Prior to the 20th century, people spoke and wrote English very eloquently. I don’t understand what happened after 1899. Today even people who have graduated from an “institute of higher learning” speak about as eloquently as high school dropouts.
For instance, when I watch meteorologists on TV, all university graduates, and hear them say, “…it depends on where you’re at.” I cringe. Oh, my God. And they graduated from a university? Don’t universities make English a required course?
That is just egregious English grammar! Never, never end a sentence with the word “at”. It is just godawful! “Where are you at?” and “Where are you?” both say the same thing, but “at” is a preposition and is redundant. “At” refers to a location. So does “where”. All that needs to be said is, “Where are you?” or “It depends on where you are.” You would figure someone with a Bachelor’s degree would know that.
TV people, especially journalists (who call themselves “wordsmiths” [HA!]), should be able to speak their native tongue (English) without such horrendous grammatical errors. By murdering the language and broadcasting it to the public, they are only endorsing such bad grammar usage to young people who are still in school. College graduates, especially those on TV, need to be aware of their inexcusable errors. Their “editors”, their producers even, should point out such terrible usage.
I am a former print journalist, and what is ironic is that when I was in high school I hated English grammar. But after going to college and studying both Journalism and English Composition, I developed an appreciation for English grammar. I had to make it a point to speak and write English correctly, if I was going to be a writer and call myself a “wordsmith”.
Another misuse of an English word that aggravates me, as well, even if it is “accepted usage”, is using “over” instead of using “more than”.
For instance, “more than” refers to a quantity, while “over” refers to a physical place, mostly. It is incorrect to say, “There are over 50 people here.” It is correct to say, “There are more than 50 people here.” Do you see the difference? You would use “over” like this: “The Municipal Bridge goes over the river,” but not like this: “The Municipal Bridge is over 1,000 feet long.” No, the Municipal Bridge is “more than” 1,000 feet long. “More than” is referring to a measurement; a quantity. “Over” is referring to something that is physically “over” something else.
“There are clouds over the park.” Correct. “Pearl Harbor happened over 70 years ago.” WRONG! “Pearl Harbor happened more than 70 years ago.” CORRECT!
I wish people would stop using “over” when they mean “more than”. It just bugs me to no end when people misuse “over”.
“I waited over four hours.” Wrong. “I waited more than four hours.” Correct.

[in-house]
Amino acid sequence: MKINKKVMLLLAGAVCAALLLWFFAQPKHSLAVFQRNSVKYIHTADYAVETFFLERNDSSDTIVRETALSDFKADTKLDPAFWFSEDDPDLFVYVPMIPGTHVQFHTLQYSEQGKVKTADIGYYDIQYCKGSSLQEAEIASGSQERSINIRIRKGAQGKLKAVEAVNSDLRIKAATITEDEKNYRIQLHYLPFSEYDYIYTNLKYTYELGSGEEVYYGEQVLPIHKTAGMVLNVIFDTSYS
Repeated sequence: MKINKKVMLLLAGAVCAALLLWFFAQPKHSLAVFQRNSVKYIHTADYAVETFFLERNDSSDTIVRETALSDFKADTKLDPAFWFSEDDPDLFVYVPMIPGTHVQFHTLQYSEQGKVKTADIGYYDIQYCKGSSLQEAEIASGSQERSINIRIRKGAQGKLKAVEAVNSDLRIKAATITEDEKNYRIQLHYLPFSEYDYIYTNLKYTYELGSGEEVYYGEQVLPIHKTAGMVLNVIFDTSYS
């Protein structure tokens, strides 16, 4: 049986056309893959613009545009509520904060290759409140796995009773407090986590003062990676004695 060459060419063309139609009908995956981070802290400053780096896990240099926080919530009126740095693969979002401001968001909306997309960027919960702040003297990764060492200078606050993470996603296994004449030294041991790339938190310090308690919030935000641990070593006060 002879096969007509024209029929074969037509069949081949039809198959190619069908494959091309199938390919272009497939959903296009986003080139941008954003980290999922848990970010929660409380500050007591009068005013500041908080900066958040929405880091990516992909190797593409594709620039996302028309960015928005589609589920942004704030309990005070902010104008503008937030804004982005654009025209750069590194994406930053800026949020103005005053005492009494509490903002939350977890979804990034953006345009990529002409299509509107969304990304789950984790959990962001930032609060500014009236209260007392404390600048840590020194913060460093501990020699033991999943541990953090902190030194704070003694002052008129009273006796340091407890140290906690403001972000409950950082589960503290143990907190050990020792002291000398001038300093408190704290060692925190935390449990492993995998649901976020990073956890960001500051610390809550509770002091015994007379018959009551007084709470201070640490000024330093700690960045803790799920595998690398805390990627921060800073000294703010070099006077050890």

I know there are people who will make some snide comments about English grammar and about me concerning this, but I make it a point to speak and write my native tongue as correctly as I know how. I make a concerted effort to not end a sentence in a preposition like “with” or “at”. It is just grammatically wrong. There is nothing wrong with wanting to speak and write correctly—and even eloquently. However, I am not always right. I do make mistakes, but the point is that I try to avoid making egregious grammar errors.
Other errors you will find all across the Internet:
- your instead of you’re “Your driving too fast.” That sentence makes no sense.
- to instead of too “You’re driving to fast.” Driving to where? To fast? Where is “fast”? Is that like a town or something? You are driving to fast?
- Loose instead of Lose “If you are not careful, you will loose it.” Loose it? You mean like you need a wrench to tighten it? If you drop it, will you “loose” it? I know you wouldn’t want to “loose” your life, right? You could keep from “loosing” your life if you carry a wrench and a pair of pliers with you. (Idiots!) So, if you might “loose” your life, if you don’t make sure a screw is tight, will that make something “lose”? OMG! And the people who write like that actually GRADUATED from high school? How the hell did that happen?
Also, many people do not use spell check or ignore the little red squiggly lines under words when they write. Usually, there is no excuse for incorrectly spelled words when spell check and the red lines are available. It is just laziness.
My respect for someone who says, “Where are you at?” drops down a notch as soon as I hear that.
If someone is seeking a job where one or more of the duties requires writing reports, using “your” instead of “you’re” or “to” instead of “too” or vice versa on the application could blow their application and resume right out of the water. If I was doing the hiring or interviews, mistakes like that would make me put the applications on the “reject” pile right away. Instant reject.
Again, there is nothing wrong with wanting to speak and write your native language correctly. It is humiliating to hear a foreigner speak English better than an American citizen, and it happens all too often.
In conclusion, as much as you might dislike this, it is a fact:
People are going to judge you all your life on your appearance, the way you speak and the way you write.
I wish people would still write and speak as they did 200 years ago. English can be a beautiful language–if people made the effort to make it so, again.
- It’s Not You, It’s Your Grammar (spectacularlyfamous.wordpress.com)
- Perpetuating grammar myths (michcommunication.wordpress.com)
- Grammar! (lulzyreviews.wordpress.com)
- Don’t Forget: Bad Writing Reflects Poorly on Your Brand Too (blogs.constantcontact.com)